‘Rangers Inside And Out’
By Sean Hartnett
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Alain Vigneault is about to trade the serene, picturesque environs of the Western Canadian port city, Vancouver, for the booming metropolis that is New York City.
Multiple sources reported on Tuesday that Vigneault and the Rangers agreed to a five-year contract worth $10 million. An official announcement from the Rangers confirming the hire is expected in the coming days.
Once general manager Glen Sather opted to pull the plug on John Tortorella and his overbearing methods, it became abundantly clear that the Blueshirts needed to turn to the polar opposite of Tortorella. His abrasive coaching style and stubborn philosophies had run their course.
It was the right time for the Rangers to wash their hands of Tortorella and obtain a head coach who can maximize the collective talents of a largely youthful and talented roster — rather than one who tried to strip his roster of their natural instincts by forcing them to play an unforgiving, defensively-emphasized system.
When examining Vigneault’s resume, it’s clear that he’s not only the ideal man to transform the Rangers into an offensively-expressive team on the ice, but also an immediate upgrade over Tortorella in countless ways.
Let’s get this straight: I’m not bashing Tortorella’s tenure in New York by any means. Torts definitely pushed this team a huge step forward in his four-and-a-half years behind the Madison Square Garden bench. No one is arguing that.
$2 million-per-year is a lot of coin for a head coach in the NHL. That being said, what the Rangers are getting in Vigneault is an absolute steal of a coach. He never should have paid the price for the Canucks being eliminated in the first round in back-to-back playoff appearances.
On the surface, firing a coach who had not delivered the Stanley Cup in seven seasons is understandable. Yet, in Vigneault’s case, it was the failure of general manager Mike Gillis, who didn’t equip Vigneault with deeper offensive talents to lessen the reliance on the Sedin twins and Ryan Kesler, that really stands out as the root cause of Vancouver’s inability to make it out of the first round in consecutive seasons.
VIGNEAULT IS READY TO REBUILD THE RANGERS’ CONFIDENCE
When Vigneault takes charge at his new address in the busy and bustling epicenter that is “The World’s Most Famous Arena,” he will be charged with transforming a team whose confidence waned in the final days of Tortorella’s reign. Tortorella choked out the natural decision-making of the majority of his talents by mercilessly being in their ears.
You only need to observe the timid, self-doubting player that is now Brad Richards, who metamorphosed in the power play during Tortorella’s final year. It’s difficult to turn a gifted, renowned playmaker into one who was unsure of himself while possessing the puck at the point on the power play.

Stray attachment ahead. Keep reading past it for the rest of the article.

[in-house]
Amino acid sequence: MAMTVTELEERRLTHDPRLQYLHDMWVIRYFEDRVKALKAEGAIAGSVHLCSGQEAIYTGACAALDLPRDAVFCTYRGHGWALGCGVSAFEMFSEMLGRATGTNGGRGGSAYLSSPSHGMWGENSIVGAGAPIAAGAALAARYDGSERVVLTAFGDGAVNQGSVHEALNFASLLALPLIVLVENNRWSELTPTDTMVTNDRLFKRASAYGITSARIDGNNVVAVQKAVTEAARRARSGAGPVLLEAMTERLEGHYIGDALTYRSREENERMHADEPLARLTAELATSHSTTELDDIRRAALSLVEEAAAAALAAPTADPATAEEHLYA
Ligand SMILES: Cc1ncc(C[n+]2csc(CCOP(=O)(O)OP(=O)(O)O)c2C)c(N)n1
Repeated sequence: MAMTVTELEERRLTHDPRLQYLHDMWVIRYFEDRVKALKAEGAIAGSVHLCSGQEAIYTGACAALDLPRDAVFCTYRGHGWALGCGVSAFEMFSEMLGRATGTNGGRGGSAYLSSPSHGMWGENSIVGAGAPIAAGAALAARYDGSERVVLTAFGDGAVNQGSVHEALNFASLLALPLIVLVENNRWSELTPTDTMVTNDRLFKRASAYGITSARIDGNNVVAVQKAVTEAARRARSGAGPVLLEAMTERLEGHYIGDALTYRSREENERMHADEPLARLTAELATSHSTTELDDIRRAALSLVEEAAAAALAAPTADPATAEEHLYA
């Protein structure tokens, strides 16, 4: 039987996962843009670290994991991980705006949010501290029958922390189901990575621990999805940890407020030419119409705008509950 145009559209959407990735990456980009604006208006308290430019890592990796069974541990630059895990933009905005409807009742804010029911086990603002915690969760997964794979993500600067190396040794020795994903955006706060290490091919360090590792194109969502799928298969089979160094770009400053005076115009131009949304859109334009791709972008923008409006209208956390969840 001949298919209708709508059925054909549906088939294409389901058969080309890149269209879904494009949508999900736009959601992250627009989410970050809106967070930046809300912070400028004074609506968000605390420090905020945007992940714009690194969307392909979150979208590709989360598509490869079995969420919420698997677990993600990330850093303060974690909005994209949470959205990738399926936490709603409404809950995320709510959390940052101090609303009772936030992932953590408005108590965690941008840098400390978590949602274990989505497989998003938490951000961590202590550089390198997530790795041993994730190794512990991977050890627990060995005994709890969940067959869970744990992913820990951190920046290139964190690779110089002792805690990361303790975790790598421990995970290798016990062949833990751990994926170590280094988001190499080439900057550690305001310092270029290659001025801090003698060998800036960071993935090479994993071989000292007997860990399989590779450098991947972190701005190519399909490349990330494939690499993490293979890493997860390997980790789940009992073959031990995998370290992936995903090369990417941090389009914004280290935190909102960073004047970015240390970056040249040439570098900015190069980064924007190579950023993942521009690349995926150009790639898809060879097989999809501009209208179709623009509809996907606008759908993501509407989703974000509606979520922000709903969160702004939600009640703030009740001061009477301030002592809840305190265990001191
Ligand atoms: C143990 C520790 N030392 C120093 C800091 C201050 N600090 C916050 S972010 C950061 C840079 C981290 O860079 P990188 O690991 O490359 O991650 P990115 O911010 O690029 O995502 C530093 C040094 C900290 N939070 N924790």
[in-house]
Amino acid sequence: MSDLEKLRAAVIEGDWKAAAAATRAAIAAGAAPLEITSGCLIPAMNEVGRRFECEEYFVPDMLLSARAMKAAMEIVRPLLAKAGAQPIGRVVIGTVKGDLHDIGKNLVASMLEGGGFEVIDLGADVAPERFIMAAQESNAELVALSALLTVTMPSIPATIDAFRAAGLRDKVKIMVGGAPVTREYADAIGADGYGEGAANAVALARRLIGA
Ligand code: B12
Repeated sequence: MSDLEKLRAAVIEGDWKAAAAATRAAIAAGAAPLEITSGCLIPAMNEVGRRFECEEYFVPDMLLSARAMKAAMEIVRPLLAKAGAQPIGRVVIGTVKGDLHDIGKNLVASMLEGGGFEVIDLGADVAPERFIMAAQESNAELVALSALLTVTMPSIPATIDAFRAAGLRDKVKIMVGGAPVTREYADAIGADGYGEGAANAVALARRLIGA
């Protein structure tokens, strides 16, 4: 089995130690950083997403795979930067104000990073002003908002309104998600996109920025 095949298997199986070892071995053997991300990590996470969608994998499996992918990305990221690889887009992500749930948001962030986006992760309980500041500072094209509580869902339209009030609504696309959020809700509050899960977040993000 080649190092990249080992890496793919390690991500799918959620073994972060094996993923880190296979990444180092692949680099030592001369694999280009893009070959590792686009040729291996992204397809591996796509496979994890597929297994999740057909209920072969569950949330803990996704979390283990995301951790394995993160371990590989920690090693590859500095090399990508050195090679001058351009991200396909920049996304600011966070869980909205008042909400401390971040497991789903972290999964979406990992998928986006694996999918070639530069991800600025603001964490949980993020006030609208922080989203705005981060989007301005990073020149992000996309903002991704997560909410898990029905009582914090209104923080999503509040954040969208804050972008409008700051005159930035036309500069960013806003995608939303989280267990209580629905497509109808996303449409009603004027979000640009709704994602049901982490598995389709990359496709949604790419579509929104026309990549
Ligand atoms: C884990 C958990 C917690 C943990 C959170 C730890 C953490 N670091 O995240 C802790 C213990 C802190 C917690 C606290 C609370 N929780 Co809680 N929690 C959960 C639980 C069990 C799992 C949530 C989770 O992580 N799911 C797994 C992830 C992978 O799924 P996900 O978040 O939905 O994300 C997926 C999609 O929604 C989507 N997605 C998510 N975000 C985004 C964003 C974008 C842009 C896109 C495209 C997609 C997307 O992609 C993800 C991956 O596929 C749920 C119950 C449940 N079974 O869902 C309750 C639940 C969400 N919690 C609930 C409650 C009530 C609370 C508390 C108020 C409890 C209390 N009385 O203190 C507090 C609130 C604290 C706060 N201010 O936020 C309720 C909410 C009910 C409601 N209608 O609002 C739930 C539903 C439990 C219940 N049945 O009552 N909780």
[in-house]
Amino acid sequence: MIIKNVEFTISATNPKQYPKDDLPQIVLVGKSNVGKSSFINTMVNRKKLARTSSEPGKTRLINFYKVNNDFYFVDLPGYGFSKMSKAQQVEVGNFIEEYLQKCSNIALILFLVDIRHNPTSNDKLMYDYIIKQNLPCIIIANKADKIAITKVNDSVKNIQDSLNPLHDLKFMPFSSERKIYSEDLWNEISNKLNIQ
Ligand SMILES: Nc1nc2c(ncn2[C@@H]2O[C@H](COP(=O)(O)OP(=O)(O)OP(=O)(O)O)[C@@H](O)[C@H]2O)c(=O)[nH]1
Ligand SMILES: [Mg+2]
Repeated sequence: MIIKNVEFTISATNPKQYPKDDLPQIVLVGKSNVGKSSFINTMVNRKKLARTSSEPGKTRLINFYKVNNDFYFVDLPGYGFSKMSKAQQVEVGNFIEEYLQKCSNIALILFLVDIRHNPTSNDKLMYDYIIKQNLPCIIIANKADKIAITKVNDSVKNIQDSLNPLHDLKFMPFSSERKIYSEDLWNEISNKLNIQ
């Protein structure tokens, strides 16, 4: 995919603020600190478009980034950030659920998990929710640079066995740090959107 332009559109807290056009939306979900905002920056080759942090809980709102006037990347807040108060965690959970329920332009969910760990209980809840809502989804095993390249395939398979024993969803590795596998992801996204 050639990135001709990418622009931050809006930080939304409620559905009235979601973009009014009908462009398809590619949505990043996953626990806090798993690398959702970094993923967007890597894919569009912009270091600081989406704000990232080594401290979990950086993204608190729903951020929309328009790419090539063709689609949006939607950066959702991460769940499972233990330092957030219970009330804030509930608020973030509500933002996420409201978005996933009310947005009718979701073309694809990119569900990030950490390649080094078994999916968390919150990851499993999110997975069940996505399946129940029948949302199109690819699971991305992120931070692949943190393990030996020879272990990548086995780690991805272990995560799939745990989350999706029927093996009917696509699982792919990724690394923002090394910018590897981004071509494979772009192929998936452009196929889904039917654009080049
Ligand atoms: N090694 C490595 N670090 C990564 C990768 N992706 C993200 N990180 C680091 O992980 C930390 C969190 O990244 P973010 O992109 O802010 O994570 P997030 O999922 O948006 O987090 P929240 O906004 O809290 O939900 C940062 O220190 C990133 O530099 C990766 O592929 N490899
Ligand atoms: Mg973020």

Vigneault is a very different character. The 52-year-old Quebec native is relatable with his players. He’s a natural communicator and prepares his players in ways that they can grasp. If I can borrow a baseball term, Vigneault is a “captain video” kind of guy.
He is also someone who embraces all the information in front of him to make decisions and uses advanced statistics to get an edge in matchups. Vigneault implemented in-house stat-tracking in Vancouver, and he’s not afraid to use numbers to expose an opponent’s weakness.
Under Vigneault, the Rangers will know their roles. Both Tortorella and his predecessor, Tom Renney, couldn’t resist chopping and changing their lines. It never allowed for the Rangers’ stars to develop natural chemistry.
I think Vigneault will bring a lot of calm to the locker room. His methodical approach will be a breath of fresh air for a group of players who became jaded through Tortorella’s insistence on playing demanding, all-effort hockey every night.
VIGNEAULT CAN HANDLE THE PRESSURE OF NEW YORK
In Montreal in 1997, Vigneault was baptized under fire as a raw, 36-year-old head coach. After making the playoffs in his first year in charge with the Canadiens, Vigneault suffered two back-to-back playoff-less seasons before being fired halfway through his fourth year.
The impression that I get is that Vigneault is the type of coach who continues to learn from his experiences, whether good or bad. He was able to form his own identity as a coach in two highly-pressured hockey markets in Montreal and Vancouver, and like Tortorella, he did not allow the media to influence his philosophies.
Vigneault’s thick skin is probably the only thing that he shares in common with Tortorella. I’m betting that he’ll turn out to be the remedy that this Rangers team requires.
You can follow Sean on Twitter @HartnettHockey.
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